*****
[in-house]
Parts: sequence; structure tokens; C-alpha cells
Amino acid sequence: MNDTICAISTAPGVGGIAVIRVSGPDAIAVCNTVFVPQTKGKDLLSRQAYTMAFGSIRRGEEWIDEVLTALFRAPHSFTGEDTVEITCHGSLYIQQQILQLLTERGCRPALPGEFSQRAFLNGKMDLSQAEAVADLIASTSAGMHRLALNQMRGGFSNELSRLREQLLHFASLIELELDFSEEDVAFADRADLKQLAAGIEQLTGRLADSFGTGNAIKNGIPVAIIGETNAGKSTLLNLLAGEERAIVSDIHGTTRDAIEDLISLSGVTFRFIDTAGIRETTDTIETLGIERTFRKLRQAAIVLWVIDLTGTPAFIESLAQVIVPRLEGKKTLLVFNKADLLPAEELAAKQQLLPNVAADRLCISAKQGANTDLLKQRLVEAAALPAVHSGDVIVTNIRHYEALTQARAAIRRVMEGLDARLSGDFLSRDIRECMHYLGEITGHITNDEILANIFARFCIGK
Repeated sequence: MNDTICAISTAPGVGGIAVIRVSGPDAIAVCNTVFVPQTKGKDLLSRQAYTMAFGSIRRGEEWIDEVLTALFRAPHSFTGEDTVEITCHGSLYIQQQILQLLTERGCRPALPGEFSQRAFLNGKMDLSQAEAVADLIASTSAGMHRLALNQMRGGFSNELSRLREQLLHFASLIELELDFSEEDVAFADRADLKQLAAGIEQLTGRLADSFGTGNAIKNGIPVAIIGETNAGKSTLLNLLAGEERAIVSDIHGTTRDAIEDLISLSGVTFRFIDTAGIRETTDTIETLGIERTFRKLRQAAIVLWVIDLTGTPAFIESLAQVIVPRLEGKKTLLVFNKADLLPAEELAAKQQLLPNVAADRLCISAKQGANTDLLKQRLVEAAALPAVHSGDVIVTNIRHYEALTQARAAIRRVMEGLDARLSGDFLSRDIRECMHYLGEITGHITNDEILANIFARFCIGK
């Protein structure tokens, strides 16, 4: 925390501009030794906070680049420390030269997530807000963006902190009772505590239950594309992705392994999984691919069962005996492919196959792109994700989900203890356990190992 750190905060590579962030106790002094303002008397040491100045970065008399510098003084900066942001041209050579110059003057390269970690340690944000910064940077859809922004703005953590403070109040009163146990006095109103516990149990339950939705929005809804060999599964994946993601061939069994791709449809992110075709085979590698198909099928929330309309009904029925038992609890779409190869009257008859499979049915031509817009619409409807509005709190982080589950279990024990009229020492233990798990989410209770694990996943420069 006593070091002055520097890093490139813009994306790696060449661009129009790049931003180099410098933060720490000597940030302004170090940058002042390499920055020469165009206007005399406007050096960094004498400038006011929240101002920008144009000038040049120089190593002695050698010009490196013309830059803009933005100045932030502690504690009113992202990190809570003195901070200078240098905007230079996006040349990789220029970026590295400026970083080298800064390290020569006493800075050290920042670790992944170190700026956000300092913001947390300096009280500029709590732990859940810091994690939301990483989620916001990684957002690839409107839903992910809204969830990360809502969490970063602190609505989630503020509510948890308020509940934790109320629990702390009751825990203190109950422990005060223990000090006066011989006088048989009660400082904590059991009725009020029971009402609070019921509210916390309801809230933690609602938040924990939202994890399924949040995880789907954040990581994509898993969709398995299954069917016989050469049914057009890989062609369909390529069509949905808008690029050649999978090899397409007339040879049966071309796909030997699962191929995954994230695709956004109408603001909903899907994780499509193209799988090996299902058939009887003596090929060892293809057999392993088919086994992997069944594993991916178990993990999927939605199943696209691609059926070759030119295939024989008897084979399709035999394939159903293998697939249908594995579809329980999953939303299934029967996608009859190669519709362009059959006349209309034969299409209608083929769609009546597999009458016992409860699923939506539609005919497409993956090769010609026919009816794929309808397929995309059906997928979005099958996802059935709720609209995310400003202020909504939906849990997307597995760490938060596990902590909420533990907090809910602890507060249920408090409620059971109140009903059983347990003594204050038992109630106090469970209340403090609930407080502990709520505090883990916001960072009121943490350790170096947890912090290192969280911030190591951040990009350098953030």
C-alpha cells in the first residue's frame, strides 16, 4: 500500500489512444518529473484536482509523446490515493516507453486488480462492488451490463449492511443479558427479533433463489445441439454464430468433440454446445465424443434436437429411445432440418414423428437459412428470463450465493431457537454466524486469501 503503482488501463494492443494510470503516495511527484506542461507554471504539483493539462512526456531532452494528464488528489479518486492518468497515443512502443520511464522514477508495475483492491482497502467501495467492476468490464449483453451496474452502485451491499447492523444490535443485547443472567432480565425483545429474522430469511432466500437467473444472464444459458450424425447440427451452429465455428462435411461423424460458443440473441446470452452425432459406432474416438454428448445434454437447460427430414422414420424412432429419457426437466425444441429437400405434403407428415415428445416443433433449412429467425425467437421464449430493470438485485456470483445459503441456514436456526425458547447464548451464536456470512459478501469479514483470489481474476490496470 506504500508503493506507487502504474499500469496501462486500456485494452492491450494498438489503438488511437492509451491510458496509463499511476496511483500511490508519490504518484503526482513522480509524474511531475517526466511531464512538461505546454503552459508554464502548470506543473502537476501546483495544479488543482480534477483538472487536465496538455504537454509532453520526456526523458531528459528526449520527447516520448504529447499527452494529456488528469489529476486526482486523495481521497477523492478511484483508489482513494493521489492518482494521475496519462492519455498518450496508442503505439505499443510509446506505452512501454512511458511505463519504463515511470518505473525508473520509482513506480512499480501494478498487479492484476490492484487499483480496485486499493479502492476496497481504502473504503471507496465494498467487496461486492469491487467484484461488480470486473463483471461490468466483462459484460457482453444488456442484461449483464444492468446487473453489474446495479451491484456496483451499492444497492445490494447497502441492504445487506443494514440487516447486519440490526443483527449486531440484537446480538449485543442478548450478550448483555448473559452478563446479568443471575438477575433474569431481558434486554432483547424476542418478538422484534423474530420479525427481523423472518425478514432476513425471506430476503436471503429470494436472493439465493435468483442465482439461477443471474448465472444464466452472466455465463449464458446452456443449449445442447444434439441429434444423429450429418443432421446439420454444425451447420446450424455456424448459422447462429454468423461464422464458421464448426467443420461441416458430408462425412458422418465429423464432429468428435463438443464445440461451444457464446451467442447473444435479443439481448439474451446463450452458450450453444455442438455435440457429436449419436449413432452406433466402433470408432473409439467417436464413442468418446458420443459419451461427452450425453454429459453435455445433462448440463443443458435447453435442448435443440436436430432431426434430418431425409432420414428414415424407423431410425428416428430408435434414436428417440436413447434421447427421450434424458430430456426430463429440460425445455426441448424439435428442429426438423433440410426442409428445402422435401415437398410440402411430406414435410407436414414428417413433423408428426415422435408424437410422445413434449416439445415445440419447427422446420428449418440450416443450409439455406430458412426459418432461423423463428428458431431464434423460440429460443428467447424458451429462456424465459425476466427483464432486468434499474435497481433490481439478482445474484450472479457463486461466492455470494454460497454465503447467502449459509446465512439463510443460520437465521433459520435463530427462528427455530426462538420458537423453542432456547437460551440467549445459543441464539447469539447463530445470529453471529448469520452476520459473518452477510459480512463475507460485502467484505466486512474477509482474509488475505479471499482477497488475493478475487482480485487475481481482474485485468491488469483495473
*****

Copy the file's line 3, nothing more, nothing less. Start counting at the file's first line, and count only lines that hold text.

Amino acid sequence: MNDTICAISTAPGVGGIAVIRVSGPDAIAVCNTVFVPQTKGKDLLSRQAYTMAFGSIRRGEEWIDEVLTALFRAPHSFTGEDTVEITCHGSLYIQQQILQLLTERGCRPALPGEFSQRAFLNGKMDLSQAEAVADLIASTSAGMHRLALNQMRGGFSNELSRLREQLLHFASLIELELDFSEEDVAFADRADLKQLAAGIEQLTGRLADSFGTGNAIKNGIPVAIIGETNAGKSTLLNLLAGEERAIVSDIHGTTRDAIEDLISLSGVTFRFIDTAGIRETTDTIETLGIERTFRKLRQAAIVLWVIDLTGTPAFIESLAQVIVPRLEGKKTLLVFNKADLLPAEELAAKQQLLPNVAADRLCISAKQGANTDLLKQRLVEAAALPAVHSGDVIVTNIRHYEALTQARAAIRRVMEGLDARLSGDFLSRDIRECMHYLGEITGHITNDEILANIFARFCIGK